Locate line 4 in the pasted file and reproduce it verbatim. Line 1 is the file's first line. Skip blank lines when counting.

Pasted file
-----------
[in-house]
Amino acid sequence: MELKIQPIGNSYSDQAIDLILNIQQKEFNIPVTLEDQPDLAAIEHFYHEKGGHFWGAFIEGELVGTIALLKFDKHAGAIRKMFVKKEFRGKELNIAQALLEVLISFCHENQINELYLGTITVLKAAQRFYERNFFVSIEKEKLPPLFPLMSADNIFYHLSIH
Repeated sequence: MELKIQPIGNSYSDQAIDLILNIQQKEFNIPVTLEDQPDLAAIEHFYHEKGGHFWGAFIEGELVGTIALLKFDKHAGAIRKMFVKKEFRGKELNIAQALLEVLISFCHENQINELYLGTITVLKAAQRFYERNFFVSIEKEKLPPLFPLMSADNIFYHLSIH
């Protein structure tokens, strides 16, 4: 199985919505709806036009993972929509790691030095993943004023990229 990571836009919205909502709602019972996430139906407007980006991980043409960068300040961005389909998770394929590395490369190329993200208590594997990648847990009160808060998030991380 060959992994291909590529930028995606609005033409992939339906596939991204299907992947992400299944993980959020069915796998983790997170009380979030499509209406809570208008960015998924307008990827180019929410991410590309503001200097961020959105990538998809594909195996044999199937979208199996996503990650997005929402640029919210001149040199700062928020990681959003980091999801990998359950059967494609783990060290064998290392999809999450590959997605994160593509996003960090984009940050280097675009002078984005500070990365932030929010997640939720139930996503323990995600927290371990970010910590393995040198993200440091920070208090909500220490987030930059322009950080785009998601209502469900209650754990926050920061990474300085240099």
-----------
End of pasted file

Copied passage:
């Protein structure tokens, strides 16, 4: 199985919505709806036009993972929509790691030095993943004023990229 990571836009919205909502709602019972996430139906407007980006991980043409960068300040961005389909998770394929590395490369190329993200208590594997990648847990009160808060998030991380 060959992994291909590529930028995606609005033409992939339906596939991204299907992947992400299944993980959020069915796998983790997170009380979030499509209406809570208008960015998924307008990827180019929410991410590309503001200097961020959105990538998809594909195996044999199937979208199996996503990650997005929402640029919210001149040199700062928020990681959003980091999801990998359950059967494609783990060290064998290392999809999450590959997605994160593509996003960090984009940050280097675009002078984005500070990365932030929010997640939720139930996503323990995600927290371990970010910590393995040198993200440091920070208090909500220490987030930059322009950080785009998601209502469900209650754990926050920061990474300085240099």